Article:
BTWIP.jpg - 5430 Bytes

Solarwind/Foxfire Studios Two Figure Build
1/7th Scale

Page 1...Nice!Page 2, begone you evil seam line!Page 3, glue and...stuffPage 4, a painting we will goPage 5, more paint pandemonium!Page 6, yep, still painting!Page 7, now with even more bloody paintwork!Page 8, Last of the figure bits...for nowPage 9, Getting the bits togetherPage 10, last bits and bobs and bases

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So let's get stuck in...

And It Seems I Have Some Seams Which Should Not Be Seen
Or Something Like That

Welcome back all!
Okedoke, first up is the at times tedious but necessary moulding seam removal.
Now on some resin kits i've dealt with in the past..
Well it's a right royal pain in the posterior to rid meself of the nasty lines.
That is due to just bad mould set in the casting process.
Not so as such with the Solarwind stuff but the lines still be there so they have to go.
Thankfully all well cast but let's be a getting to it.
First, a note or several about gear to use.
Now i'm no expert by any means and this is not a 'only way to do it' thing by any means.
I'll just say this sort of thing works for me and leave it at that.

First up, some files of the needle and riffler type.
Also the brass brushes and bottle of cellulose thinner.
The brushes and thinner used for quick clean out of any clogged files.
Dip/brush/wipe/continue/sorted!




Now the files, going from left to right are a flat and two needle type riffler files for them tricky areas.
One slim oval section needle file.
Two rough cut rat tail files and three fine cut rat tail files for the stubborn and fine jobs respectively.
Last bits are the required bowl of water with 600 and 800 grit wet & dry paper bits and some 400 grit wet & dry on a hard rubber block just in case.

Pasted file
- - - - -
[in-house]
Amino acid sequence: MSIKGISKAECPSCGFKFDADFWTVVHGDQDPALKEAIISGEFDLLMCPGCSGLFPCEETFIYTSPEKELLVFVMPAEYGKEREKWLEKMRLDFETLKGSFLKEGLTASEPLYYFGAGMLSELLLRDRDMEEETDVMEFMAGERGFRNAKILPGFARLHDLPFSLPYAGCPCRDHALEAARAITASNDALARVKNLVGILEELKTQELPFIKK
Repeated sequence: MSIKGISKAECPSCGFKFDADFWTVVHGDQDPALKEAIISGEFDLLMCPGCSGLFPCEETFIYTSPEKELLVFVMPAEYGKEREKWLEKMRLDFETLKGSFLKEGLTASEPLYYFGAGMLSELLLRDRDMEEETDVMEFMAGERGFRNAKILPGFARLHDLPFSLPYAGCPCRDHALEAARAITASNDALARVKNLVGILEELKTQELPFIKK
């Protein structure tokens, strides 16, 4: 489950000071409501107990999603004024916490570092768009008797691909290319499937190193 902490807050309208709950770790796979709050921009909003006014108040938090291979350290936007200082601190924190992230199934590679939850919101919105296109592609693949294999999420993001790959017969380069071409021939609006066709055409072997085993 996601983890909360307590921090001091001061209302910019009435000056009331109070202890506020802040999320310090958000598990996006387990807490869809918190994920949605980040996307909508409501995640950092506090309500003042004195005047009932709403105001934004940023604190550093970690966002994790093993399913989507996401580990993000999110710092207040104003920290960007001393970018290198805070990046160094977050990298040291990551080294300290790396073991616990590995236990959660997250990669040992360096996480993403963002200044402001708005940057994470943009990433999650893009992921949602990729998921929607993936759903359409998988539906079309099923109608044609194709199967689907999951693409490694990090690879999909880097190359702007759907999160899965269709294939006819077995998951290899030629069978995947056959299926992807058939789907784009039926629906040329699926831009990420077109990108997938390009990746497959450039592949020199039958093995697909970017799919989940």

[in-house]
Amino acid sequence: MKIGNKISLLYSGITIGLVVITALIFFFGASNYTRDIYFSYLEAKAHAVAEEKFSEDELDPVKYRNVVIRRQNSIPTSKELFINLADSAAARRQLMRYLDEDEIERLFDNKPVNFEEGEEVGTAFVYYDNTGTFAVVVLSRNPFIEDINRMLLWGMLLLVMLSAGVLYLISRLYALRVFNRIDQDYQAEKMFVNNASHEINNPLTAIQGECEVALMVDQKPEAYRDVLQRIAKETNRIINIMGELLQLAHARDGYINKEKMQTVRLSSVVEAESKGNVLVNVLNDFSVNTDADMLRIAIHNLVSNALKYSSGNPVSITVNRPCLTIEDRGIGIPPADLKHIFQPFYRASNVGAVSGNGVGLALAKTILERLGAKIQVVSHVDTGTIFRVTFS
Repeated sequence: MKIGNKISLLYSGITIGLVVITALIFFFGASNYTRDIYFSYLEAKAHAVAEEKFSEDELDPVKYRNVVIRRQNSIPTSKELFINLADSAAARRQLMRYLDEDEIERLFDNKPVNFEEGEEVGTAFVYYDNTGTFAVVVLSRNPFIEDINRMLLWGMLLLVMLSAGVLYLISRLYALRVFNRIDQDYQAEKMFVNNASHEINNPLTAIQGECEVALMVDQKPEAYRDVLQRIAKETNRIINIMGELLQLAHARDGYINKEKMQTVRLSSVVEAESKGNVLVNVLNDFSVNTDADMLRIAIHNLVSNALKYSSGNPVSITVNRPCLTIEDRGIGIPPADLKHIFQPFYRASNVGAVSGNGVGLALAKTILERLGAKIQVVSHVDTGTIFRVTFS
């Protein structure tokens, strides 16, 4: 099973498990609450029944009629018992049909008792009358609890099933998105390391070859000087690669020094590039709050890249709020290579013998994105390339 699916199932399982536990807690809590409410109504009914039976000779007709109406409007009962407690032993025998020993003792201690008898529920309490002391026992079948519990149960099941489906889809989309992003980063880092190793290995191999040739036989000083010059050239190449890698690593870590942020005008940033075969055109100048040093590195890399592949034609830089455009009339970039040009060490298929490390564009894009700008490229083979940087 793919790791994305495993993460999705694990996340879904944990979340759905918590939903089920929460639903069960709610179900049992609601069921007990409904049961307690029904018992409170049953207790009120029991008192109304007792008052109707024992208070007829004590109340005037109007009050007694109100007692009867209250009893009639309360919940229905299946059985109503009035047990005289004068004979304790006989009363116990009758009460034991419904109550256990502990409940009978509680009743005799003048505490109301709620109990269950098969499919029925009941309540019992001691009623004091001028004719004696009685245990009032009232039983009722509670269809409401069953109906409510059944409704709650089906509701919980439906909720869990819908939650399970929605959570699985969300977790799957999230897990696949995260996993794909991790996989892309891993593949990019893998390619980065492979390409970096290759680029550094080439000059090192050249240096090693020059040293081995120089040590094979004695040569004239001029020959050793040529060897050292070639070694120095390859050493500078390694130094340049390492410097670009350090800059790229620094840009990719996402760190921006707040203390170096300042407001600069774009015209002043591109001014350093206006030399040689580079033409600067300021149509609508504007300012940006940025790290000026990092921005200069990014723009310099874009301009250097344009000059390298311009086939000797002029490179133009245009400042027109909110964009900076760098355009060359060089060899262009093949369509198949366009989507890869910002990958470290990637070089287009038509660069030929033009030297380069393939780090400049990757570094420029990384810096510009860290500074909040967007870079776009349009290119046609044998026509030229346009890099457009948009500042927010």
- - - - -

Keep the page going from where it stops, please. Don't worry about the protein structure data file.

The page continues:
The dangerous scalpel and two panel line scribers.
Finally a fine triangle section needle file for digging out the nook and cranny routine.






Now the panel line scribers I use are in the mix for final cleaning up of inset detail.
Most usually lines where clothing meets the skin and so on.
The larger hook one has a thin section and the smaller hook is usually for plastic sheet scribing.
The smaller hook type, where its been sharpened when made, means that it doubles as a fine scraper.
That is to say that when turned on it's side and run across a line, it shaves off a small amount of resin.
This means that when you have a 'step' in the detail like when skin meets clothing, it can be shaved gently down to maintain that even 'step' when getting rid of mould seam lines.

Stick with me here gang, it will hopefully become apparent what i'm blathering about...
Maybe.




Where as you can use the sharp point of the scriber to dig a trench as it were...


The sharpened edge in the hook when turned on it's side will act like a fine scraper.
Like so...


A usage the makers probably never envisaged and I worked out by accident one day.
Rough explanation waffle over on that so onward!

So some example seam lines got shot of as follows:
First we have one arm 'as is'.






You have the general idea.
So the bulk of the seams got a working over with one of the fine cut rat tail needle files.




Some stuff still to remove so in with the scribing tools.
The small hook type and then the larger fine section hook in that order.
Finally a going over with some 800 grit wet & dry.








A smidgen of surface cleanup still to do but most certainly a start.
A little looksee at one armpit area.
Again it's the needle file/scriber/800 grit goings on going on.






And lastly, one seam line example down the side of the body.
here's when the seam line crosses clothing...such as it is.
First as the untouched bit then after the above mentioned hoo-ha with tools and grit paper.




Starting to look pretty sharp so starting to get there.
This lark continuing across Lisette and Alayne in prep for assembly, priming and paintwork.
more on that next update as we go along gang so see thee next time.
Go easy you merry lot!

Page 1...Nice!Page 2, begone you evil seam line!Page 3, glue and...stuffPage 4, a painting we will goPage 5, more paint pandemonium!Page 6, yep, still painting!Page 7, now with even more bloody paintwork!Page 8, Last of the figure bits...for nowPage 9, Getting the bits togetherPage 10, last bits and bobs and bases

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BTWIP.jpg - 5430 Bytes